... for the Civil Service and for Missionary Societies must have recognised that their teeth are in no way better than those of the young men. In addition to several vacancies in the dental series, it is by no means unusual to find that a candidate has three or even five teeth severely decayed. The extraordinary thing is that not only the young people and their parents very generally fail to recognise the gravity of this condition, but that even their ...
— Youth and Sex • Mary Scharlieb and F. Arthur Sibly

... northward from our present camp was most extensive. Far in the northeast a yellow slope presented the unusual appearance there, of a cultivated country. It was doubtless ripe grass, yet still the earth there had not even been imprinted with any hoof. Between that slope and our camp, lay the element, in abundance, which had been so scarce on the other side of the ...
— Journal of an Expedition into the Interior of Tropical Australia • Thomas Mitchell

... confess, that what they had hitherto called storms were inconsiderable gales, when compared with those winds we now encountered; which raised such short, and at times such mountainous waves, as greatly surpassed in danger all seas known in other parts of the globe, and, not without reason, this unusual appearance filled us with continual terror; for, had any one of these waves broken fairly over us, it must almost inevitably have sent us instantly to the bottom. Neither did we escape with terror only: for the ship, rolling ...
— A General History and Collection of Voyages and Travels, Volume 11 • Robert Kerr

... but a man with big view and a grip—with purpose and real power. He was going to do things. I thought he was doing them now, but he didn't—this was all like cutting steps in the ice-wall, he said. It had to be done, but the road was long ahead. And he took an interest in my work too, which is unusual for a literary man. ...
— The Forerunner, Volume 1 (1909-1910) • Charlotte Perkins Gilman

... pretty faithful imitator of the writers of antiquity, interested in unusual characters and customs, gifted with a ready and lively imagination in both comedy and tragedy like Shakespeare, succeeded especially in comedy (Every Man in his Humour, The Silent Woman, etc.). Beaumont and Fletcher, who wrote in ...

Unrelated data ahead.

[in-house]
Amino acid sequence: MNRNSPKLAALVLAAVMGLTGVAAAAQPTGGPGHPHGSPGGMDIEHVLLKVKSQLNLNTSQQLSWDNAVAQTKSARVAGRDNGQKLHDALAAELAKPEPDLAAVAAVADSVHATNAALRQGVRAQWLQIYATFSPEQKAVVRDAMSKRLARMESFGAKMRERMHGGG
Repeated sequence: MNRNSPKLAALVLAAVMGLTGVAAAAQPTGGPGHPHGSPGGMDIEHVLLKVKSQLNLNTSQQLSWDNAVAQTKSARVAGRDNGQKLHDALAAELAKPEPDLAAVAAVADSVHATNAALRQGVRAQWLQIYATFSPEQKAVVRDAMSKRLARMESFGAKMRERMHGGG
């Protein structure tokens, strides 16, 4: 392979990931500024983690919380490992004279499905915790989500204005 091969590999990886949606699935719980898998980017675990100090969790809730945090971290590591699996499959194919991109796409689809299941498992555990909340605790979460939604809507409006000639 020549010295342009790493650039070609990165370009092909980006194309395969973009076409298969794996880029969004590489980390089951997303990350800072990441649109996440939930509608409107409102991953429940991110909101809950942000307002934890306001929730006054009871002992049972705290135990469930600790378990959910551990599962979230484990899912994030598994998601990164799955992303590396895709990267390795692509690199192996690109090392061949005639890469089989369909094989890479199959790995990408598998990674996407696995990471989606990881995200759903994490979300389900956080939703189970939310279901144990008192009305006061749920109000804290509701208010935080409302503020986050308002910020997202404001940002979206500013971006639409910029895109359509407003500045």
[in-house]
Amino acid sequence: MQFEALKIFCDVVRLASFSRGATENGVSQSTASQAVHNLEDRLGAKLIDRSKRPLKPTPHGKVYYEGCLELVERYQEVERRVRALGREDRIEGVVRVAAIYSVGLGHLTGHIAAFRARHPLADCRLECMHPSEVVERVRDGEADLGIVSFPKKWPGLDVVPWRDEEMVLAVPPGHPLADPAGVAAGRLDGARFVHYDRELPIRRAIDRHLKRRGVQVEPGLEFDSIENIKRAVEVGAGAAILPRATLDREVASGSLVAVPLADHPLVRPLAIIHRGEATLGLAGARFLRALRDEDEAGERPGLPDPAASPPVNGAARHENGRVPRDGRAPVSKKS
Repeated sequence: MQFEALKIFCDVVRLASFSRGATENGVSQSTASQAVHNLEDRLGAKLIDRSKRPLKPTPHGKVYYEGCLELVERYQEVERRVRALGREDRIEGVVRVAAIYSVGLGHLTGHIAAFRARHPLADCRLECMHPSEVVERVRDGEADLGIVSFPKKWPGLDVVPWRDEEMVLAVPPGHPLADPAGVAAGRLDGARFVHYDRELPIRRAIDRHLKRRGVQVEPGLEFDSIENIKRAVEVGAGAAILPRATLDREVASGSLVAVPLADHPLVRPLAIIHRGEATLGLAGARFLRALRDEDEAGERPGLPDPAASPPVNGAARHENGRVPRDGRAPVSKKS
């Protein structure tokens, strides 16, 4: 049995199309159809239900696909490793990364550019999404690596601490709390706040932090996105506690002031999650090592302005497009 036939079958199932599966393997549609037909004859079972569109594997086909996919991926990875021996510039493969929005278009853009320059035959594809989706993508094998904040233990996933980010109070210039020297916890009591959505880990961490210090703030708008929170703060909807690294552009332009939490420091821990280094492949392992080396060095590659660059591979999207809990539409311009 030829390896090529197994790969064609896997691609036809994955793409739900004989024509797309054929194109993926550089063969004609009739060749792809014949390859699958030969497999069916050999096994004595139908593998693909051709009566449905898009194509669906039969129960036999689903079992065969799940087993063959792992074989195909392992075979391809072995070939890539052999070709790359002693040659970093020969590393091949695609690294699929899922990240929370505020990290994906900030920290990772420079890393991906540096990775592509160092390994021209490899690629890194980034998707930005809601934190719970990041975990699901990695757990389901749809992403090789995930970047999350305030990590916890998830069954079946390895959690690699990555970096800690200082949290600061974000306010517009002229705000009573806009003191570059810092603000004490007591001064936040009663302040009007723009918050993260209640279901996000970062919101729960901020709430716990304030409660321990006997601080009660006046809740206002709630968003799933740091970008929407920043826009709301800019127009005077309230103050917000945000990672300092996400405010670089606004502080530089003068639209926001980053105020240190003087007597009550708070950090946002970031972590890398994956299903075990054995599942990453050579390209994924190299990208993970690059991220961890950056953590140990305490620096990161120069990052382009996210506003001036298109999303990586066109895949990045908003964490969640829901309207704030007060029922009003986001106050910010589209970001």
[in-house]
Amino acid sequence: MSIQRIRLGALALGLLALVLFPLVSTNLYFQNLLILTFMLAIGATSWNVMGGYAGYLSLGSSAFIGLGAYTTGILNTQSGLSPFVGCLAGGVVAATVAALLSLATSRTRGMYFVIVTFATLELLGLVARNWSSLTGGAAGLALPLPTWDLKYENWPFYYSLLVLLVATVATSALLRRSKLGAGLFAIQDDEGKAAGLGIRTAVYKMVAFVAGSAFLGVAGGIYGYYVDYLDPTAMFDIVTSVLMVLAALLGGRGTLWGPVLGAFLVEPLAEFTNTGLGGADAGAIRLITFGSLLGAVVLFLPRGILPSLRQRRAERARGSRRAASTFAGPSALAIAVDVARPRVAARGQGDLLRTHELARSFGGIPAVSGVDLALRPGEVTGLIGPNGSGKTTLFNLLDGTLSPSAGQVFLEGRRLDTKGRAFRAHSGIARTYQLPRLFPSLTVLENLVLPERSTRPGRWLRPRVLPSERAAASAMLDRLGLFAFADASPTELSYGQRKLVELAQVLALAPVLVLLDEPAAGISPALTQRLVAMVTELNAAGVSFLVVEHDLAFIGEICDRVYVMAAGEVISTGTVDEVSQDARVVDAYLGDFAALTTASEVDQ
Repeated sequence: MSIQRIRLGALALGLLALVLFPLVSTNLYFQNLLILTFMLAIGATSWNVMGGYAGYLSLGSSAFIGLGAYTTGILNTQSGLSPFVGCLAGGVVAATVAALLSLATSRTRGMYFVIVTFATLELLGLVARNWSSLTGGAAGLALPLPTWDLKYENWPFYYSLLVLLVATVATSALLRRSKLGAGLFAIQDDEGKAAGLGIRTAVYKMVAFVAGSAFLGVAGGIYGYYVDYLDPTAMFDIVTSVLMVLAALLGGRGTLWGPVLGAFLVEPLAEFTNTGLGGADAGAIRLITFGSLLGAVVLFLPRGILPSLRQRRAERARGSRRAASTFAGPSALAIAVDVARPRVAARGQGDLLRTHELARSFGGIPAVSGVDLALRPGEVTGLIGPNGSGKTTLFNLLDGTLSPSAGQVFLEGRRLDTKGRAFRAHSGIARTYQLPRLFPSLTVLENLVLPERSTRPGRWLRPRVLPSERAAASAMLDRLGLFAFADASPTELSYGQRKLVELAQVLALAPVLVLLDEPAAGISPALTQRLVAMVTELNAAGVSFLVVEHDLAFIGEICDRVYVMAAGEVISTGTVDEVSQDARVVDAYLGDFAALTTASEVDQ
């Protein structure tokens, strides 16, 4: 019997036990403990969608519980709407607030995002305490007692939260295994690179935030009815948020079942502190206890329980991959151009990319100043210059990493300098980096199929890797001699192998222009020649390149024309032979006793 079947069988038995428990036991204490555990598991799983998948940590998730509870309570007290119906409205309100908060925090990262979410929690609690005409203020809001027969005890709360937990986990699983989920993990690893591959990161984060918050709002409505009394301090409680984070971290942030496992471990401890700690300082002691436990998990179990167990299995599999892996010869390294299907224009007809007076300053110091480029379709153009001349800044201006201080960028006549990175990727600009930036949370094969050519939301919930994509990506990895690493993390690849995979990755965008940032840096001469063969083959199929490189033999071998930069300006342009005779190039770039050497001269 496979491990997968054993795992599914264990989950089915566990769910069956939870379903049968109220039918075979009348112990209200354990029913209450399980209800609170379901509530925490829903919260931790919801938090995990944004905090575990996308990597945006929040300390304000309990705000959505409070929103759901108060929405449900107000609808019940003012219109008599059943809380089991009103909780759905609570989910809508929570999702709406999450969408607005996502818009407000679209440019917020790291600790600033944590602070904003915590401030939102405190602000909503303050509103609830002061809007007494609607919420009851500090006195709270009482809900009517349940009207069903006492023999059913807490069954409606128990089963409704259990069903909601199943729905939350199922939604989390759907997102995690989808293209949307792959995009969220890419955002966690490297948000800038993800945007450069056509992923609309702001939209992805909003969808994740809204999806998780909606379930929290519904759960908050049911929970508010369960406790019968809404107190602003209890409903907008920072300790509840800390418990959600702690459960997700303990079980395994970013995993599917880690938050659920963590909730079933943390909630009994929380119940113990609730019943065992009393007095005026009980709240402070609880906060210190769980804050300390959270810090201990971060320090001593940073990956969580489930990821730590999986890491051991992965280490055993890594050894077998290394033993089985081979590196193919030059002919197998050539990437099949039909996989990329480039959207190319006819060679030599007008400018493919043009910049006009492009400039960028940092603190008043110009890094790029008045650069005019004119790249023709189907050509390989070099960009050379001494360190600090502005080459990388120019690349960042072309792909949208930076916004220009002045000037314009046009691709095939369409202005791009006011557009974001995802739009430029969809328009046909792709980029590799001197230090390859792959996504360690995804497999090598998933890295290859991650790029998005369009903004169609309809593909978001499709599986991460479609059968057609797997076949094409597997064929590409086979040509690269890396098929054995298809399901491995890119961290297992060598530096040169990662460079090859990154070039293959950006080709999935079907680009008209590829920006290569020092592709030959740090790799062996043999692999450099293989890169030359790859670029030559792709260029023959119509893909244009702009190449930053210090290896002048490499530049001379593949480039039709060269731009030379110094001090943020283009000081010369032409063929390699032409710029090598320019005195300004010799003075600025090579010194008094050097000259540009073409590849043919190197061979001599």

— Initiation into Literature • Emile Faguet

... to see Napoleon; but when our carriage arrived at the Pont Royal, thousands were collected there. Our servant advised us to descend and make our way on foot. The crowd civilly made way—they were waiting to see the review. An unusual silence prevailed, interrupted only by the cries of the children, whom the parents were thumping with energy for crying "Vive le Roi," instead of "Vive l'Empereur!"—which, some months before, they had been thumped for daring to vociferate! We proceeded ...
— The Mirror of Literature, Amusement, and Instruction, Vol. 20, - Issue 566, September 15, 1832 • Various

... a few seconds for Keekie Joe to decide to run true to form. The situation was an unusual one, the missile was a delicious morsel, and was nothing more nor less than what he had demanded. But still it had been thrown at him and Keekie Joe elected to consider it as a shot fired ...
— Pee-Wee Harris Adrift • Percy Keese Fitzhugh

... tree would afford her a safe refuge; so she climbed up it with her parrot in her hand and when safely seated among the leaves she begged the palm tree to grow so tall that no one would be able to find her, and the tree grew till it reached an unusual height. So the girl stayed in the tree top and the parrot used to go every day and bring her food. Meanwhile her parents and brothers searched high and low for her for two or three days, for the wedding day was close at hand, but their search was of ...
— Folklore of the Santal Parganas • Cecil Henry Bompas

... thing of her imagination, engendered by an extravagant sensibility, or did it represent a clear-cut reality, and had the worst that was possible actually come to pass? Mrs. Penniman, with a degree of tact that was as unusual as it was commendable, took the line of leaving her alone. The truth is, that her suspicions having been aroused, she indulged a desire, natural to a timid person, that the explosion should ...
— Washington Square • Henry James

... little before seven o'clock on the morning of the 18th Brumaire, and on my arrival I found a great number of generals and officers assembled. I entered Bonaparte's chamber, and found him already up—a thing rather unusual with him. At this moment he was as calm as on the approach of a battle. In a few moments Joseph and Bernadotte arrived. Joseph had not found him at home on the preceding evening, and had called for ...
— Memoirs of Napoleon Bonaparte, v3 • Louis Antoine Fauvelet de Bourrienne

... square as he was about to escape in the dress of a peasant, was not in a position to defend the interests of his ward. He had two sons in the army of the princes, and every day, at the slightest unusual sound, he believed that the municipals of Arcis were coming to arrest him. Laurence, proud of having sustained a siege and of possessing the historic whiteness of her swan-like ancestors, despised the prudent cowardice of the old man who bent to the storm, and dreamed ...
— An Historical Mystery • Honore de Balzac

... colder; the ground was as hard as a stone; there had been a heavy fall of snow, and the streets were musical with bells. The snow had fallen before the intense cold commenced, so that the glassy surface of the ice that bridged the rivers and lakes was undimmed, and presented unusual attractions ...
— The Lost Hunter - A Tale of Early Times • John Turvill Adams

... lady also had a word to say. Her eyes were like brown beads, and her nose very long, which gave her indeed a hawk-like appearance, somewhat unusual in a woman; but her gravity was rather ...
— The Shadow of the Rope • E. W. Hornung

... more than 15 are exceptions to this rule. Of these 15 exceptions 10 are under special conditions and confirm the hypothesis that this form is related to the finality process. The form very rarely occurs within the verse, and when it does it is usually before some caesura, or under unusual conditions. ...